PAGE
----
Patch management is a fact of life for both the home user and the corporate business. Why are patches needed, and what benefits do they bring?
Simply put they keep software up to date with bug corrections and software enhancements, and as such are vital to your digital safety and online security. So when the pop-up window appears telling you that software updates are available, implement them as soon as it is convenient.
There is a slight difference between updates and patches. Patches are intended as a possibly temporary measure to correct or provide a get-around for a known problem for which the full solution is not yet available. Updates are formal releases of new software. If your current version is Version 2.0, a full update will be to Version 2.5 or 3.0, while a patch level update might take you to Version 2.0.1. Usually, patches are free, but upgrades are sometimes charged for.
Don’t ignore patches, they may fix that niggling problem that’s been upsetting you.
One point to watch out for. On Windows systems particularly, you are sometimes invited to download and install a software application that will check your system for outdated software and make the necessary updates. Generally, you should not do this. The Windows update process will do that automatically for you.
Here are five reasons why regular software patching is important:
Keeping software up to date
The software world is a rapidly changing one. New security threats appear regularly, users might uncover software faults, you might be needing new application systems features.
Systems and applications software updates provide protection by repairing security flaws and fixing bugs. They can also bring new application features and remove outdated ones.
One important area is that of anti-malware software. Regularly updating virus signature files and detection algorithms is essential for your online security by keeping protection up to date. New viruses and delivery vectors are continually appearing. Regular updates are necessary to provide up to date protection.
Patching Security Flaws
Hackers are continually looking for the holes in security systems, often called vulnerabilities, that exist in both applications and systems software. They write code to exploit the vulnerability, package it in a piece of malware and use known techniques to deliver it to you. Phishing and counterfeit sites are common techniques.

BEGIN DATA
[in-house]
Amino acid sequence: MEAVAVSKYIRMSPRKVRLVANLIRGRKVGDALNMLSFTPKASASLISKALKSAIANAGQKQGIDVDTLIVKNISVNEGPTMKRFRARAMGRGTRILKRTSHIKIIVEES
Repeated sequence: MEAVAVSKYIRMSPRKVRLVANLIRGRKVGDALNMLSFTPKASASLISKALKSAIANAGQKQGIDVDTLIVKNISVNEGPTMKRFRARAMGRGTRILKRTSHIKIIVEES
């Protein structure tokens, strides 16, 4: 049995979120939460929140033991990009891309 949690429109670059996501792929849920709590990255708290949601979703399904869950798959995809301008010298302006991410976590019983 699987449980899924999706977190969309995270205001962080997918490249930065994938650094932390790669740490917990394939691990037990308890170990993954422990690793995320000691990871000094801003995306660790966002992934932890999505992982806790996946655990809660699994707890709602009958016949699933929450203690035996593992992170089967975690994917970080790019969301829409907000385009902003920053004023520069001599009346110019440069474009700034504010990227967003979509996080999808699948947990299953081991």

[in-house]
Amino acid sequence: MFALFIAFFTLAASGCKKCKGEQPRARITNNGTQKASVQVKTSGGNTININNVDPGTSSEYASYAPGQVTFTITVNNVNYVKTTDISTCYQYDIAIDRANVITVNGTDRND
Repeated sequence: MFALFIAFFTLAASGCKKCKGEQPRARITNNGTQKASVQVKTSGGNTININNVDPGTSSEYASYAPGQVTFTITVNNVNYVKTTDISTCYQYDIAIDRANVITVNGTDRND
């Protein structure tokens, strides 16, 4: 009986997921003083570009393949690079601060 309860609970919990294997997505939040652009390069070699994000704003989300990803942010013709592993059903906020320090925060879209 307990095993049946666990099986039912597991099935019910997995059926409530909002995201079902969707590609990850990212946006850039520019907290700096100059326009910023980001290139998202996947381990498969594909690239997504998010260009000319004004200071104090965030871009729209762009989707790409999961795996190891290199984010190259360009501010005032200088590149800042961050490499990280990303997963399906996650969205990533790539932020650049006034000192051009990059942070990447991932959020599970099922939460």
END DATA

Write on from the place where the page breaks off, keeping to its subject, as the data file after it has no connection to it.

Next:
Because software developers have input from many users, they know of the vulnerabilities and can distribute fixes using updates and patches.
At the risk of repetition, regularly updating anti-malware virus signature files and detection algorithms is essential for your online security by keeping protection up to date.
Protection of data and intellectual property is essential nowadays. It’s not just business data, most users keep treasured memories, pictures, and videos, on their computers. A further area needing protection is financial information. As online shopping becomes more common, most users keep bank account and credit card details online and on their devices. If a hacker can steal your financial information, they can steal your money.
The ultimate threat is ransomware and ID Theft, though this is more likely in a corporate environment.
Again regularly applying software patches helps to keep defences against hackers up to date.
As with a bacterial or virus infection, it is easy to pass a computer virus on to someone else. If you use a domestic or business network, that can be a calamity. Even using a flash drive or DVD to share information can potentially pass a virus on.
Similarly, you can catch a virus from a friend, family member or colleague. Keeping your anti-malware software up to date, and making sure it protects you by scanning input devices like a flash drive or DVD for malware can prevent you from catching one and passing it on.
Most people are very lax when it comes to making sure that their software is up to date with all current patches. Fortunately many provide an automated option to schedule checks for software patch download and installation when your device is not in use.
All major malware applications do, as do most operating systems. Windows, for example, has regular update checks that can include other Microsoft and third-party software products.
The benefits of regularly updating systems and applications, particularly anti-malware, software cannot be overstressed.